Cousin M. had lent me the first season of Dead Like Me at the same time as Firefly, but I hadn't watched it until tonight. It's hilarious! I've only watched the pilot and the first episode after that, but it's charming and deadpan and they've got quite the world going. Plus Mason is cute. Cute! And George is wonderful. She looks twelve, but I know the feeling. I love that she's growly and never smiles. In her place I don't think I would have any trouble collecting souls, but that's just me. She's shaking things up, that's probably good for them. They have a good balance going, of serious and morbid stuff with absurd and broad comedy stuff. My parents came in while I was in the middle and refused to understand when I told them that the reapers weren't killing people. Their opening credits are good-time fun.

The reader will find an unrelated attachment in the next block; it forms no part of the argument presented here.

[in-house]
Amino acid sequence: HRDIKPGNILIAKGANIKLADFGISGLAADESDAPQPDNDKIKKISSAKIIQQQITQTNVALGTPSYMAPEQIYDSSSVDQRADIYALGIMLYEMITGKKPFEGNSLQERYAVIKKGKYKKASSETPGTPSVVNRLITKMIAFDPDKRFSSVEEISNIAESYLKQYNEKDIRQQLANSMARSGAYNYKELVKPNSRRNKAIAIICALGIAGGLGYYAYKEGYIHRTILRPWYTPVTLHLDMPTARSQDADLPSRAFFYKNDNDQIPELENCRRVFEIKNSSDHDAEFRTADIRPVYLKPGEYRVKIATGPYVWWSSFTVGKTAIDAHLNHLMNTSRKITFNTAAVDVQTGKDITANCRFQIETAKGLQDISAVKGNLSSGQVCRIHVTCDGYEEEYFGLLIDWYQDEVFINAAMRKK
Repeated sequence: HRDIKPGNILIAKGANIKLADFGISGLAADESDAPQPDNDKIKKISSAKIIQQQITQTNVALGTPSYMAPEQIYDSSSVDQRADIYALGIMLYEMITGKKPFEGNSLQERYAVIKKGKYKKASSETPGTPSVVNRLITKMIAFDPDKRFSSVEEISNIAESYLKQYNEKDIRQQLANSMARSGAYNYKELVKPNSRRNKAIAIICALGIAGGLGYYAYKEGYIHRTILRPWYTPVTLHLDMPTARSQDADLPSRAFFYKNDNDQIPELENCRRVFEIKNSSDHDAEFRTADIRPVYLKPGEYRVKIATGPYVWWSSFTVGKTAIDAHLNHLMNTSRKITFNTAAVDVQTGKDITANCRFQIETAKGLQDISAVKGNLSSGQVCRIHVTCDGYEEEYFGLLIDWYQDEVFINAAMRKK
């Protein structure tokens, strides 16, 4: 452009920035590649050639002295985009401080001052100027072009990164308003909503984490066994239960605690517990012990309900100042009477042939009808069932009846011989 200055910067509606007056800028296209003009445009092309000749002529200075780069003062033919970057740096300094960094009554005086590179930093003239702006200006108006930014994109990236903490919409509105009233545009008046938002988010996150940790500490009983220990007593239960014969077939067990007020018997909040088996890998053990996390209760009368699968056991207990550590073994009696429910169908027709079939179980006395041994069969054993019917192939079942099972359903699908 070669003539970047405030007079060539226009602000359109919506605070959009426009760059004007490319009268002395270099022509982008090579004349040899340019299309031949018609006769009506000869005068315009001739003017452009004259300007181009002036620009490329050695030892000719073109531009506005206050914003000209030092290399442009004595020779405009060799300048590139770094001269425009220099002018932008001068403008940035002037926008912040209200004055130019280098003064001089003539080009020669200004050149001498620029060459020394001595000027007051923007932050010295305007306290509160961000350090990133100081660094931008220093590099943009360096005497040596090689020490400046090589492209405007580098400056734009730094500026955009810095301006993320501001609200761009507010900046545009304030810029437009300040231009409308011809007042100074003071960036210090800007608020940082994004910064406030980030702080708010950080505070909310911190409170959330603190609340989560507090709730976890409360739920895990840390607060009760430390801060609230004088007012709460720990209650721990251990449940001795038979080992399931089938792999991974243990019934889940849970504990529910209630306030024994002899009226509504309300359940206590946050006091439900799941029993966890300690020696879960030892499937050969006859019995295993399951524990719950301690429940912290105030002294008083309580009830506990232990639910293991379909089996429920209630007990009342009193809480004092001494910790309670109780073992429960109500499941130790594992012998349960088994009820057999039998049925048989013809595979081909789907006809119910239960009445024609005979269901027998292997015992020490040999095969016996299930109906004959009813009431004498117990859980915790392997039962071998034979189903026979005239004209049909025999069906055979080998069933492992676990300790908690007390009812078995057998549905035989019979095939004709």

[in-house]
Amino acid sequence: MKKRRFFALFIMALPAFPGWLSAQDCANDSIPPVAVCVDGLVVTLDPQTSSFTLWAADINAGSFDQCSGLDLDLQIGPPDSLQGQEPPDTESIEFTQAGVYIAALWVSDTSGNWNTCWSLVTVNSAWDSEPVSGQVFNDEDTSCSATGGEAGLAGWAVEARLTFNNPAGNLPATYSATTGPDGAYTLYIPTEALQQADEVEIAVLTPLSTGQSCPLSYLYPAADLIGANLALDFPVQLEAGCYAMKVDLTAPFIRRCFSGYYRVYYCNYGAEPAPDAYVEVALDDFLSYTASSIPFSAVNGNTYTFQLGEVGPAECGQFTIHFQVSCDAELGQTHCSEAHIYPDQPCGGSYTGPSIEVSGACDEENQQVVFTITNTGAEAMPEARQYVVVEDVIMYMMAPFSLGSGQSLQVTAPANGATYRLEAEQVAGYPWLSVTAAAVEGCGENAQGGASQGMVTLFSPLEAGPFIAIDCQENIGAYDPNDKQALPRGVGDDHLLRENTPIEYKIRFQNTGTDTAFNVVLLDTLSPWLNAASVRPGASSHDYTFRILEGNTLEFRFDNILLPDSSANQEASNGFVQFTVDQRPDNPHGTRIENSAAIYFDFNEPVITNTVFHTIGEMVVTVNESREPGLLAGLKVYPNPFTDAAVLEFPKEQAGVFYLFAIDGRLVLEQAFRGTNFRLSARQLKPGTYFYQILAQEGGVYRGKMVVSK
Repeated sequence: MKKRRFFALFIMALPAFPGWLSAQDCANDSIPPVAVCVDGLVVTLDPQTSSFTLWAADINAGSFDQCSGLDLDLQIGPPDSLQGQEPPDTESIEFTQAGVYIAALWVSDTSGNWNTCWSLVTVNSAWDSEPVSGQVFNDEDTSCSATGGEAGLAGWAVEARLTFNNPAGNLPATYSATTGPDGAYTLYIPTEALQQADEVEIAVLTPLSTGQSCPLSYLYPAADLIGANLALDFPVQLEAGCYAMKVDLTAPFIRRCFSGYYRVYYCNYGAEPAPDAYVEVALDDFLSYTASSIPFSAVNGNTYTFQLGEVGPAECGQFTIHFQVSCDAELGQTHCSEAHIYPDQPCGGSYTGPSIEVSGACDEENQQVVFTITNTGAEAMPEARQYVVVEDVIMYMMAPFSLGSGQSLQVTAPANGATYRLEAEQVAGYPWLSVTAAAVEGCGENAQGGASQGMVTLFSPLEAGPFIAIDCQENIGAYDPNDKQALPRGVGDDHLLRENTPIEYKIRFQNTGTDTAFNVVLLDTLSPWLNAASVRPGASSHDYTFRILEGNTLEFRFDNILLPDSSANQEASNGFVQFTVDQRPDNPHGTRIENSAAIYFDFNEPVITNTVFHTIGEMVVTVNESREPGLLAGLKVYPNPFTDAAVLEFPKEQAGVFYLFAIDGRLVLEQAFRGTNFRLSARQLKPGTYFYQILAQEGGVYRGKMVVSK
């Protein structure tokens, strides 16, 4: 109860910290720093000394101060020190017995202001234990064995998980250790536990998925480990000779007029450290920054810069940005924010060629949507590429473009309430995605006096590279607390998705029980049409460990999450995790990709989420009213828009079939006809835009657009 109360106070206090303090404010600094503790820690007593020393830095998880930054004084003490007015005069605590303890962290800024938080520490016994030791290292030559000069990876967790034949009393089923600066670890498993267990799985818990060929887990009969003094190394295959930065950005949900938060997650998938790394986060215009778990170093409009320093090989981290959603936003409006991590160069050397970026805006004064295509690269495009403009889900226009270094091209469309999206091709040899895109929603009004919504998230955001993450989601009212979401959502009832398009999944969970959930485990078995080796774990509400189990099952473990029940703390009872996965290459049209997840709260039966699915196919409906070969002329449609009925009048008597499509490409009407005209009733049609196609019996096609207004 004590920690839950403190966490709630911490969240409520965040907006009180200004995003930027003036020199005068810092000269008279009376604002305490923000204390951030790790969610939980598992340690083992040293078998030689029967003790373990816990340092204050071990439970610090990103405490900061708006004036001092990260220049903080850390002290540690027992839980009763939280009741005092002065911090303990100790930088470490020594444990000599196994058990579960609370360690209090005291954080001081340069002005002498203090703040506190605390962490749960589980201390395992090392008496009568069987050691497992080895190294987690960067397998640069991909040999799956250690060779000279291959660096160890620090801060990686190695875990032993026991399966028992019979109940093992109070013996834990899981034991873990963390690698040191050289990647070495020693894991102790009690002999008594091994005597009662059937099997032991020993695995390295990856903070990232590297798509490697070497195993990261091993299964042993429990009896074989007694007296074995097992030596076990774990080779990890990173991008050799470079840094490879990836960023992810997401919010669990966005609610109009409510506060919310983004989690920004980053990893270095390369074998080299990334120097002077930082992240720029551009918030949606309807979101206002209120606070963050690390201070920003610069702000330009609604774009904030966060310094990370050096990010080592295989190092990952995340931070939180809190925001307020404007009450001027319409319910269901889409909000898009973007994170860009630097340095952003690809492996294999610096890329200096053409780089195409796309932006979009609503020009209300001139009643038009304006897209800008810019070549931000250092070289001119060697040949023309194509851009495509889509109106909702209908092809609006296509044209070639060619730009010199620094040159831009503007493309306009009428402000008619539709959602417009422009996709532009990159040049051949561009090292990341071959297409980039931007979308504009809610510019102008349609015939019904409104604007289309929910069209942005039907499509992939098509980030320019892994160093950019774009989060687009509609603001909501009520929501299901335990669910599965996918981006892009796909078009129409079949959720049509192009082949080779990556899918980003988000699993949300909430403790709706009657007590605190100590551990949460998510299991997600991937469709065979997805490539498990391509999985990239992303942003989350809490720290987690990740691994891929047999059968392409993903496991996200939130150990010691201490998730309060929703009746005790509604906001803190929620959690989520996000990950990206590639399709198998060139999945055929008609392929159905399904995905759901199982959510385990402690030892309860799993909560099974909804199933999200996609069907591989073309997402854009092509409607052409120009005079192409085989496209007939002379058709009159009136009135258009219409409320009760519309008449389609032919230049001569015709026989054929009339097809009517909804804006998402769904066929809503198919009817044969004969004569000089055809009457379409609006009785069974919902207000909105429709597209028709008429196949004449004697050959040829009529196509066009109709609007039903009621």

I can't help but notice that the traffic on my flist comes to a screeching halt some time soon after one a.m. Aren't other people up way past their bedtimes?

March 2011